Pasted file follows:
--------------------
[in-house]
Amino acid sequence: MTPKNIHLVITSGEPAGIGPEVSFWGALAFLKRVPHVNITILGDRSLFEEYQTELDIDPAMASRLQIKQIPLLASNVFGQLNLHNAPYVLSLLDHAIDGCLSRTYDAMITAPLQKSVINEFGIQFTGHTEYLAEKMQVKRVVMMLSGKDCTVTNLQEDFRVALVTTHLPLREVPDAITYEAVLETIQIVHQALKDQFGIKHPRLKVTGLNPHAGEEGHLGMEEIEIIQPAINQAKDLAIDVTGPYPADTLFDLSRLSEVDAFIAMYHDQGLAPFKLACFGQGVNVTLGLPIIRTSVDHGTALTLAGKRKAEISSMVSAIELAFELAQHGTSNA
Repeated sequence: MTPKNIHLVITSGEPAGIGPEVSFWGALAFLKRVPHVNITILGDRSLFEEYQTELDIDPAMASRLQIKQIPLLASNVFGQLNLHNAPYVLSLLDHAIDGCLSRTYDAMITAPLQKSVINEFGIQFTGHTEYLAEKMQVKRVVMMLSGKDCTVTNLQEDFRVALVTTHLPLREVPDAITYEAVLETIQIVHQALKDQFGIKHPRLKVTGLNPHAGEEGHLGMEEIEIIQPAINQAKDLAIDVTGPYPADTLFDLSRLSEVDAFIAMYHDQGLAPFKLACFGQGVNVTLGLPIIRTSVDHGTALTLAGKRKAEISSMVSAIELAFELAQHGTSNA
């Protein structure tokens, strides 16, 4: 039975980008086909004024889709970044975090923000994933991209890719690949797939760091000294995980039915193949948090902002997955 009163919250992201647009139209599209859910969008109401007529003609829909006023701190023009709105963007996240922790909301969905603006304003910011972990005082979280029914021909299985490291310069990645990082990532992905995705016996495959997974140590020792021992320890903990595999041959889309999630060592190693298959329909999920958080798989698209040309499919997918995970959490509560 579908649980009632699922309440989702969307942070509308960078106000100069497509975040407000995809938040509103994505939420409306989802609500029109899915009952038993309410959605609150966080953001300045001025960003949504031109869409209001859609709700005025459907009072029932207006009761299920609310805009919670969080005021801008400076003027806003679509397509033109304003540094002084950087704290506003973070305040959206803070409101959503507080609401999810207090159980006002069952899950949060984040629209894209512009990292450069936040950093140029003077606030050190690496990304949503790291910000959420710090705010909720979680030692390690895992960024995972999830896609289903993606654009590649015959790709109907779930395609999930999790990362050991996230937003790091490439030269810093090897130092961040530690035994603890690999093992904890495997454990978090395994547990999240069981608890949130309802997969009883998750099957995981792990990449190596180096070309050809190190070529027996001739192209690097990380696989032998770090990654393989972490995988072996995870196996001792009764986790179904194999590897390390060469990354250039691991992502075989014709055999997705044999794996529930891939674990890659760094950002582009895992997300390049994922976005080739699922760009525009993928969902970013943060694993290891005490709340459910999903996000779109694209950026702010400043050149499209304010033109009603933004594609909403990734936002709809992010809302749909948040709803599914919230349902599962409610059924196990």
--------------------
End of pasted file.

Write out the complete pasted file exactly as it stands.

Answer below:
[in-house]
Amino acid sequence: MTPKNIHLVITSGEPAGIGPEVSFWGALAFLKRVPHVNITILGDRSLFEEYQTELDIDPAMASRLQIKQIPLLASNVFGQLNLHNAPYVLSLLDHAIDGCLSRTYDAMITAPLQKSVINEFGIQFTGHTEYLAEKMQVKRVVMMLSGKDCTVTNLQEDFRVALVTTHLPLREVPDAITYEAVLETIQIVHQALKDQFGIKHPRLKVTGLNPHAGEEGHLGMEEIEIIQPAINQAKDLAIDVTGPYPADTLFDLSRLSEVDAFIAMYHDQGLAPFKLACFGQGVNVTLGLPIIRTSVDHGTALTLAGKRKAEISSMVSAIELAFELAQHGTSNA
Repeated sequence: MTPKNIHLVITSGEPAGIGPEVSFWGALAFLKRVPHVNITILGDRSLFEEYQTELDIDPAMASRLQIKQIPLLASNVFGQLNLHNAPYVLSLLDHAIDGCLSRTYDAMITAPLQKSVINEFGIQFTGHTEYLAEKMQVKRVVMMLSGKDCTVTNLQEDFRVALVTTHLPLREVPDAITYEAVLETIQIVHQALKDQFGIKHPRLKVTGLNPHAGEEGHLGMEEIEIIQPAINQAKDLAIDVTGPYPADTLFDLSRLSEVDAFIAMYHDQGLAPFKLACFGQGVNVTLGLPIIRTSVDHGTALTLAGKRKAEISSMVSAIELAFELAQHGTSNA
């Protein structure tokens, strides 16, 4: 039975980008086909004024889709970044975090923000994933991209890719690949797939760091000294995980039915193949948090902002997955 009163919250992201647009139209599209859910969008109401007529003609829909006023701190023009709105963007996240922790909301969905603006304003910011972990005082979280029914021909299985490291310069990645990082990532992905995705016996495959997974140590020792021992320890903990595999041959889309999630060592190693298959329909999920958080798989698209040309499919997918995970959490509560 579908649980009632699922309440989702969307942070509308960078106000100069497509975040407000995809938040509103994505939420409306989802609500029109899915009952038993309410959605609150966080953001300045001025960003949504031109869409209001859609709700005025459907009072029932207006009761299920609310805009919670969080005021801008400076003027806003679509397509033109304003540094002084950087704290506003973070305040959206803070409101959503507080609401999810207090159980006002069952899950949060984040629209894209512009990292450069936040950093140029003077606030050190690496990304949503790291910000959420710090705010909720979680030692390690895992960024995972999830896609289903993606654009590649015959790709109907779930395609999930999790990362050991996230937003790091490439030269810093090897130092961040530690035994603890690999093992904890495997454990978090395994547990999240069981608890949130309802997969009883998750099957995981792990990449190596180096070309050809190190070529027996001739192209690097990380696989032998770090990654393989972490995988072996995870196996001792009764986790179904194999590897390390060469990354250039691991992502075989014709055999997705044999794996529930891939674990890659760094950002582009895992997300390049994922976005080739699922760009525009993928969902970013943060694993290891005490709340459910999903996000779109694209950026702010400043050149499209304010033109009603933004594609909403990734936002709809992010809302749909948040709803599914919230349902599962409610059924196990």